La Maldición 2014 Tinto para Beber de Marc Isart (Vinos de Madrid). Berna-beleva’s winemaker Marc Isart has recently set up on his own. But instead of staying put in the Gredos mountains west of Madrid, Isart has moved south to Arganda thus replacing Garnacha for Tempranillo. The most original feature in this wine is that it includes 15% Malvar, a minor local white variety. Recovering white grapes in red blends, fermentation with stems or the use of concrete vats are traditional winemaking practices that the new generation of young Spanish winemakers like Isart favour in order to make unbaked fresh wines that retain structure without losing flavor. Part of this wine’s name “Tinto para beber” (literally “red wine to drink”) stresses this fact. Expect a young, direct, fresh wine with red fruit (blueberries, berries) and violet aromas followed by a balsamic and spicy (pepper, licorice) palate. From €8.09 at Andana Enoteca but note that La Tintorería distributes it officially in Madrid.

La Zarcita 2014 Tinto, Palacio Quemado-Alvear (VT Extremadura). With a little help from the young team of winemakers and consultants Envínate, well-known Montil-la-Moriles’s producer Alvear has completely transformed its red wines produced in their winery in Extremadura (Central West Spain). The recovery of indigenous grapes exten-sively grown on the other side of the border in Portugal’s Alentejo is the main reason. In fact, their most audacious wines —Los Acilates and La Zarcita— are no longer part of Ribera del Guadiana appellation and are sold since the 2014 vintage with the generic VT Extremadura label. Undoubtedly, the wines have a new punch and feel more energetic and fruit-driven. Pomegranate, plums and passion fruit aromas dominate in La Zarcita, a red wine that feels juicier and fresher than the standard in this sun-drenched region. A noticeable earthy finish adds an extra dimension. The 2014 vinatge (€8) is avilable at the wine retail chain Tomevinos. Other options via Wine Searcher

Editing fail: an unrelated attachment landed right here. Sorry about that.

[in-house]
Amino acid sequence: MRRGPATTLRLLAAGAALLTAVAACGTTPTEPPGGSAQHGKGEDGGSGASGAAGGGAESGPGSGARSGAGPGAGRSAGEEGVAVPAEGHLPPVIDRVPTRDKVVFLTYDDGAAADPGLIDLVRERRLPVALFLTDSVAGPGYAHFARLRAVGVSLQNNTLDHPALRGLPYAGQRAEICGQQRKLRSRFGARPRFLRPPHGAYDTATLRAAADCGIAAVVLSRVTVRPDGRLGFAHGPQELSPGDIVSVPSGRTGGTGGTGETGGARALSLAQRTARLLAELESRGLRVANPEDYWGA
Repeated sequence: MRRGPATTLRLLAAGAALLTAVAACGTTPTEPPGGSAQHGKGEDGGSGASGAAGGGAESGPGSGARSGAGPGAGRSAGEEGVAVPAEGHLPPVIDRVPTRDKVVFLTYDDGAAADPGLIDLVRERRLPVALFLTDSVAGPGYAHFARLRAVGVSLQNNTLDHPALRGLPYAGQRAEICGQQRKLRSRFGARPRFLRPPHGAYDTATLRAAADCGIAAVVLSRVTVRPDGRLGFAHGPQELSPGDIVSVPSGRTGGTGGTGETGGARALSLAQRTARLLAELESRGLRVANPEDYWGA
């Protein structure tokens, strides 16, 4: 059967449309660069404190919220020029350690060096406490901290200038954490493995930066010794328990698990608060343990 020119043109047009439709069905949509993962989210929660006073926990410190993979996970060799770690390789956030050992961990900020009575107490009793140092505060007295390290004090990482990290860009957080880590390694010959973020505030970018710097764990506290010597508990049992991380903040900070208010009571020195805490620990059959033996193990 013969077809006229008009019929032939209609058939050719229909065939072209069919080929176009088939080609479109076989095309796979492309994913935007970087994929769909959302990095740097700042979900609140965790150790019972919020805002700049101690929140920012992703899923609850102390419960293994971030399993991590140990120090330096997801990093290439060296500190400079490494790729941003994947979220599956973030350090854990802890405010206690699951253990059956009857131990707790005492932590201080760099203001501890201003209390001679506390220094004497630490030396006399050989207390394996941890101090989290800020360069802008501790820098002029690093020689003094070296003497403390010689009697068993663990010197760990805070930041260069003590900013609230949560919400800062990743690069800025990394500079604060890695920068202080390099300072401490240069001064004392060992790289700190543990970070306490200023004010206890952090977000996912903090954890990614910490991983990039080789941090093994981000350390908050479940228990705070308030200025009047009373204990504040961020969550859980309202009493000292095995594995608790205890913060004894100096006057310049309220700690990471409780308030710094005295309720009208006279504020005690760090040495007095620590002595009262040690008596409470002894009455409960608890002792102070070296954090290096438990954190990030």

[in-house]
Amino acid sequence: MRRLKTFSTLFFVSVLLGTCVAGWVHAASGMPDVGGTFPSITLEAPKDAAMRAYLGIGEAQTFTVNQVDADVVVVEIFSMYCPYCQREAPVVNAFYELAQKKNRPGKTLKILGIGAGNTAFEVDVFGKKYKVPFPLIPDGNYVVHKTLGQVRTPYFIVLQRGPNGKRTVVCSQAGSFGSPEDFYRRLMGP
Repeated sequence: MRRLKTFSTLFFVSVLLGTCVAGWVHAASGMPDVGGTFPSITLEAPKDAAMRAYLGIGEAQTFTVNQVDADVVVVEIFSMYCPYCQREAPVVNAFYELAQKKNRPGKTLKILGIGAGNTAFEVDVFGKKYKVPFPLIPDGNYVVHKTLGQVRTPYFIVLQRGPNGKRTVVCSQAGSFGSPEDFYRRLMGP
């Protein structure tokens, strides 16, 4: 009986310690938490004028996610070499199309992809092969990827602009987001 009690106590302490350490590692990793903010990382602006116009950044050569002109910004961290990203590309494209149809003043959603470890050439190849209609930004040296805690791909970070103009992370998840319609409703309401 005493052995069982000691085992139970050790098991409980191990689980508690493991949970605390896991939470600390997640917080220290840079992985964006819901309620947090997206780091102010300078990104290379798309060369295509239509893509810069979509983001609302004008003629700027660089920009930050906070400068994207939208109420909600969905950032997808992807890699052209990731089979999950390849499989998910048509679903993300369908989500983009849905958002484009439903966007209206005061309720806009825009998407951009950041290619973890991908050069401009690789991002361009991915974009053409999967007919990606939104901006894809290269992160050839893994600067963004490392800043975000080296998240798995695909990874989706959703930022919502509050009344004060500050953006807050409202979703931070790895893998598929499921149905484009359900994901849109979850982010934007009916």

Prima 2013 Tinto, San Román (Toro). Those looking for powerful reds should set their sights in Toro. This is the entry-level wine of the García family (Mauro, San Román) in the area and is a regular in Spain’s best value category under €10. The 2013 vintage delivers a clean nose with ripe red fruit (plums), licorice and minty aromas fol-lowed by a savoury palate with dry tannins wrapped-up by lots of fruit. From €8.85 at Decantalo. More options via Wine Searcher.

Scala Dei Garnatxa 2014 Tinto (Priorat). This Catalan appellation rarely features in best value lists because prices here tend to be high, but this young red can be an afford-able introduction to one of Spain’s most rugged wine growing regions. No doubt Scala Dei’s efforts to grow Garnacha on the Montsant mountains and its adoption of some vinification practices from the 1970s has had an impact in Scala Dei’s wine portfolio, including this single-varietal Garnacha. It now includes 15% undestemmed bunches and it is partly fermented in concrete vats. Pleasant aromas (blueberries, sweets and violet) are followed by a gentle, quaffable palate with sweet fruit counterbalanced by a bitter note on the finish. From €8.89 at Vinos Barcelona. Other options via Wine Searcher.

Rayuelo 2012 Altolandon (Manchuela). The most distinctive feature of this winery located in Castilla La Mancha in Central Spain is the high altitude of their vineyards —over 1,000m— which delays ripening and brings natural freshness to the wines. Often rustic or even harsh, the Bobal variety at this altitude behaves differently. This is a fra-grant red with wild berries aromas and a light ligneous character; very juicy and with lovely persistence. Find it for €9 at the winery’s online store or via Wine Searcher

7 Navas Selección 2011 Tinto, Garnacha Alto Alberche (VT Castilla y León). This Garnacha from Ávila, on the western edge of the Gredos mountains, is a genuine, low-technology red displaying earthy, mineral notes rather than fruit —a usual trait in the area. Given that it comes from over 60-year old vines grown at 800 to 1,000m high, this is an affordable luxury in your glass. This wine is the result of the efforts and passion of several local couples who decided to recover the region’s wine heritage, so this is more of a moral duty than business. The wine can be bought from Licores Madrueño (Calatrava, 19) in Madrid. For further information contact the producer on +34 616 416 542.